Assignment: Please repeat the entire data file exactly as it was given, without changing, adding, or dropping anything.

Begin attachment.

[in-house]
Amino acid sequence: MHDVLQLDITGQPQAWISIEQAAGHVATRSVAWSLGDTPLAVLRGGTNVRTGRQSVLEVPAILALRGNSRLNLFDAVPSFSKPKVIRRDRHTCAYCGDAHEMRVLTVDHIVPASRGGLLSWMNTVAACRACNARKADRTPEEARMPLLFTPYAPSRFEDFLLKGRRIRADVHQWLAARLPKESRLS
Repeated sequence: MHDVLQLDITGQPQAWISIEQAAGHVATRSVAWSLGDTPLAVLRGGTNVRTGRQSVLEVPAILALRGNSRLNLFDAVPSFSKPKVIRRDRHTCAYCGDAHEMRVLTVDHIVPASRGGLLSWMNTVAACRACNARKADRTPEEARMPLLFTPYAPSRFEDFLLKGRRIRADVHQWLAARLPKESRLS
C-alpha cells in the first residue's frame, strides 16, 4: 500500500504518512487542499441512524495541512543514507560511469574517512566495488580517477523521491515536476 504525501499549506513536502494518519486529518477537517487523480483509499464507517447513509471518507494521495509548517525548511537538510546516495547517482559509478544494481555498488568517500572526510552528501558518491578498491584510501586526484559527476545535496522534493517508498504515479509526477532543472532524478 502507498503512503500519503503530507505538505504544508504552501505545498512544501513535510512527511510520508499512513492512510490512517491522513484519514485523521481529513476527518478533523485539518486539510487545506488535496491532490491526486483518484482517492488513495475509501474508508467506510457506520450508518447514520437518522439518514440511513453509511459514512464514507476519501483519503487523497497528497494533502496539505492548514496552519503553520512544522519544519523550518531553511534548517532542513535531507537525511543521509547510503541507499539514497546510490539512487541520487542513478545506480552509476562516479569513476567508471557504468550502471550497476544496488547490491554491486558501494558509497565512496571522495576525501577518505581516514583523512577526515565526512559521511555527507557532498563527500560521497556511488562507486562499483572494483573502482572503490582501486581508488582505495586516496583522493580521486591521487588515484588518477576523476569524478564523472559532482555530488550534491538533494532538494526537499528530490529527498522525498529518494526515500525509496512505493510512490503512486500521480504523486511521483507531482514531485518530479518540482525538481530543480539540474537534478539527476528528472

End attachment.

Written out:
[in-house]
Amino acid sequence: MHDVLQLDITGQPQAWISIEQAAGHVATRSVAWSLGDTPLAVLRGGTNVRTGRQSVLEVPAILALRGNSRLNLFDAVPSFSKPKVIRRDRHTCAYCGDAHEMRVLTVDHIVPASRGGLLSWMNTVAACRACNARKADRTPEEARMPLLFTPYAPSRFEDFLLKGRRIRADVHQWLAARLPKESRLS
Repeated sequence: MHDVLQLDITGQPQAWISIEQAAGHVATRSVAWSLGDTPLAVLRGGTNVRTGRQSVLEVPAILALRGNSRLNLFDAVPSFSKPKVIRRDRHTCAYCGDAHEMRVLTVDHIVPASRGGLLSWMNTVAACRACNARKADRTPEEARMPLLFTPYAPSRFEDFLLKGRRIRADVHQWLAARLPKESRLS
C-alpha cells in the first residue's frame, strides 16, 4: 500500500504518512487542499441512524495541512543514507560511469574517512566495488580517477523521491515536476 504525501499549506513536502494518519486529518477537517487523480483509499464507517447513509471518507494521495509548517525548511537538510546516495547517482559509478544494481555498488568517500572526510552528501558518491578498491584510501586526484559527476545535496522534493517508498504515479509526477532543472532524478 502507498503512503500519503503530507505538505504544508504552501505545498512544501513535510512527511510520508499512513492512510490512517491522513484519514485523521481529513476527518478533523485539518486539510487545506488535496491532490491526486483518484482517492488513495475509501474508508467506510457506520450508518447514520437518522439518514440511513453509511459514512464514507476519501483519503487523497497528497494533502496539505492548514496552519503553520512544522519544519523550518531553511534548517532542513535531507537525511543521509547510503541507499539514497546510490539512487541520487542513478545506480552509476562516479569513476567508471557504468550502471550497476544496488547490491554491486558501494558509497565512496571522495576525501577518505581516514583523512577526515565526512559521511555527507557532498563527500560521497556511488562507486562499483572494483573502482572503490582501486581508488582505495586516496583522493580521486591521487588515484588518477576523476569524478564523472559532482555530488550534491538533494532538494526537499528530490529527498522525498529518494526515500525509496512505493510512490503512486500521480504523486511521483507531482514531485518530479518540482525538481530543480539540474537534478539527476528528472